TV Article

Pulp Affliction

Quentin Tarantino directs an episode of ''ER'' -- The director brings his movie gruesomeness to TV

Perhaps the severed ear tipped you off. A cop had his ear slice off in the movie Reservoir Dogs, and then last May, a Latina gang member had her ear sliced off on the ''Motherhood'' episode of ER. Indeed, Quentin Tarantino directed both, and the man who also brought us Pulp Fiction left his bloody fingerprints all over the ER.

Lydia Woodward, the ER supervising producer who wrote the episode, says she didn't try to Quentinize the script. ''The severed ear was my only direct homage,'' Woodward notes. But she admits that she ''grossed out the traumas a bit more.'' Woodward may get the chance to write for Tarantino again: ''Quentin wants to do another run. And he has a recurring character in mind for his own cameo role.'' Until then, you can bone up on Tarantino syndrome by consulting this chart of Pulp Fiction symptoms we diagnosed on ER.

Pulp Fiction: Mia (Uma Thurman) is impaled in the torso with a shot of adrenaline
ER: A patient is impaled in the torso with a metal rod adrenaline

PF: Most of the characters in the film wear sunglasses
ER: Susan (Sherry Stringfield) and Carole (Julianna Margulies) wear sunglasses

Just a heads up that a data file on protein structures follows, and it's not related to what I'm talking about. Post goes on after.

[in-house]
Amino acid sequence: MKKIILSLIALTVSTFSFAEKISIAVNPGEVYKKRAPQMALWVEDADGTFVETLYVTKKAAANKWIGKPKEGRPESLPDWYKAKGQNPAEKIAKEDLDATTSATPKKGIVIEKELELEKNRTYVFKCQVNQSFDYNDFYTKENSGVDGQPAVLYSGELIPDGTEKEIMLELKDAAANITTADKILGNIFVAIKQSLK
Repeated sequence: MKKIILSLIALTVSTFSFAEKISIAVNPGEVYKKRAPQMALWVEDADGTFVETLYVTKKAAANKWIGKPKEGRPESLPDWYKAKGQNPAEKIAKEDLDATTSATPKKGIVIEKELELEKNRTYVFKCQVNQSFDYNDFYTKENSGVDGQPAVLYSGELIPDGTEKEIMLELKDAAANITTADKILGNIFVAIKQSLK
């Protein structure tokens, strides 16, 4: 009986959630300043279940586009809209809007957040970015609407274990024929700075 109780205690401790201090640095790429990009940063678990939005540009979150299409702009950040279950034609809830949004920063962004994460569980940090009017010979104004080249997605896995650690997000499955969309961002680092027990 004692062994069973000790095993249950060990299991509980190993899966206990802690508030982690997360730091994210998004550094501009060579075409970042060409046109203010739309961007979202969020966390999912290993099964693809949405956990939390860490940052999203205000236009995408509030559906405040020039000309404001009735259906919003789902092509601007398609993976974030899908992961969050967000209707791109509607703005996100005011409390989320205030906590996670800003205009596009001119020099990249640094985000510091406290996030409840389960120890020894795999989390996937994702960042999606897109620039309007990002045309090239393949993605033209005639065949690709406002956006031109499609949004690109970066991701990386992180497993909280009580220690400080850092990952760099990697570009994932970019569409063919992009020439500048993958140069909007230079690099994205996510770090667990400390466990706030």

PF: Lance (Eric Stoltz) wears a Speed Racer T-shirt
ER: Susan wears a Yosemite Sam T-shirt

PF: Characters use nicknames like ''Pumpkin'' and ''Honey Bunny''
ER: Characters use nicknames like ''Big Susan'' and ''Susie-cakes''

PR: Small roles are played by Alexis Arquette, Kathy Griffin, and Angela Jones
ER: Small roles are played by Alexis Arquette, Kathy Griffin, and Angela Jones

PR: Epiphany is dramatized by Jules (Samuel L. Jackson) in his ''Ezekiel'' speech
ER: Epiphany is dramatized by Peter (Eriq LaSalle) in his ''all of our capabilities'' speech

PF: Volatile, gravelly-voiced ''Honey Bunny'' (Amanda Plummer) holds up a diner with her ne'er-do-well boyfriend
ER: Volatile, gravelly-voiced Chloe (Kathleen Wilhoite) gives birth without her ne'er-do-well boyfriend

PF: Mia foams at the mouth from an overdose of heroin
ER: A girl foams at the mouth from an overdose of speedballs and downers

Originally posted Aug 25, 1995 Published in issue #289-290 Aug 25, 1995 Order article reprints
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